In the Panama City mission, we began on a dock and had to move slowly down the deserted streets, taking cover behind cars and other large objects as we moved toward a warehouse we had to breach and enter. Upon reaching the warehouse's locked chain fence, which had two sentries patrolling behind it, we saw how we could use a variety of equally viable strategies to progress. We moved our able element close to the gate where they could take cover behind an 18-wheeler parked in front of it, while our bravo element hung back behind a car farther up the street. One of our able team SEALs was equipped with frag grenades, so we attempted to lob one over the fence and take out both enemies at once. However, you won't get to use any omniscient overhead camera views in Tactical Strike--your perspective is limited to what your SEALs can see themselves--so we unfortunately expended our rather limited supply of grenades without any success. Since our blind grenade-throwing skills weren't up to snuff, we noted that moving the cursor over the gate showed us a lock icon, meaning we could direct one of our troops to move over and attempt to pick the lock on the gate. Of course, that's where our bravo team came in handy, as they could lay down suppressing fire to keep the enemies at bay while the able team went about its business.

During the event, we were fortunate enough to speak to some real-life Navy SEALs and observe a few of their practices and tactics in the field, which helped inform our understanding of a game. One SEAL told us that urban warfare is essentially a game of angles; you have to consider the angles from which any potentially hidden enemies can see you, as well as all the angles and directions you and your comrades are currently covering. SEALs move in the field as an omnidirectional unit, striving for a full 360 degrees of coverage, and we saw this reflected in Tactical Strike as our own SEALs moved from cover to cover. This even extends to the interface of the game in some key ways. For instance, whenever your SEALs make visual confirmation of an enemy, that enemy will be added to the game's internal list of "enemies the SEALs can see," and then you can cycle through all those known targets easily with the D pad. This makes it a lot easier to keep track of tangos that can sometimes blend into or hide behind the environment at long distances.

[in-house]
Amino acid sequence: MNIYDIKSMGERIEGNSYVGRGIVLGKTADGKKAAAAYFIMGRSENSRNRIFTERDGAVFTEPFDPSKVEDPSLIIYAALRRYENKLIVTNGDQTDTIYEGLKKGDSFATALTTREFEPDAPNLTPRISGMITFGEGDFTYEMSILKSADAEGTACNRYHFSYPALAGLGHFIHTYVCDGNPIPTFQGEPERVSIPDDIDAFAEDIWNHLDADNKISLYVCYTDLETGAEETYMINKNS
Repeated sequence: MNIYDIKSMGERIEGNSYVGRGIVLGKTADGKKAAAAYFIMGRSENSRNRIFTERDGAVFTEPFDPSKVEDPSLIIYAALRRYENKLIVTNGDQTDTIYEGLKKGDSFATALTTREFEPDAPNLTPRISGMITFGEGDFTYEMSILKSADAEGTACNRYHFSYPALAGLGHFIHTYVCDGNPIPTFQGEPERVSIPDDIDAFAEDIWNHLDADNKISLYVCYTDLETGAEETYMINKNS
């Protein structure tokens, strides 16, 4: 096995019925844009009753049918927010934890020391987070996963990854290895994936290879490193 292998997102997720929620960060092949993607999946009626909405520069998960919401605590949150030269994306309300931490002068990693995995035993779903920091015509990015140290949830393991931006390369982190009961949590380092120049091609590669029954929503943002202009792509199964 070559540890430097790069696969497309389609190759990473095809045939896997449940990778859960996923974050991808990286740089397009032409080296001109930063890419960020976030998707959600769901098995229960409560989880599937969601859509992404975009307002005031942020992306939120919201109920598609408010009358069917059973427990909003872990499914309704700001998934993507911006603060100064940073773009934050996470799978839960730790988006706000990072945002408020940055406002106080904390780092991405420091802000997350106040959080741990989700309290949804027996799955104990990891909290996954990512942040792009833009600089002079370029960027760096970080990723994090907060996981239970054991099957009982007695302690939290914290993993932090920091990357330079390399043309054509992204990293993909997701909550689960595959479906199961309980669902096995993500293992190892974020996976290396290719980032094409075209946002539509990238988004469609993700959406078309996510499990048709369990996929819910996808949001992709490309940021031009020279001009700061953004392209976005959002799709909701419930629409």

You can switch between your able and bravo teams with the touch of a button.
You can switch between your able and bravo teams with the touch of a button.

Tactical Strike looks like it's shaping up into quite a diverse and entertaining package for fans of military tactics, though we'll be curious to see how the hardcore shooter community embraces its slower pacing and heavier tactical elements. We're also curious to see the game's multiplayer, which we haven't gotten our hands on yet. Speaking of which, Seymour mentioned during our demo that the game will offer a bonus to those who conquer its toughest difficulty settings. You'll be able to play both single- and multiplayer modes with your choice of nationality for your special forces, and you'll gain access to a secret 10th faction when you finish the game on the highest difficulty. Who these guys are and whether they'll have any special gear or abilities remains to be seen, but we'll do our best to find out before SOCOM: Tactical Strike's early-November release date.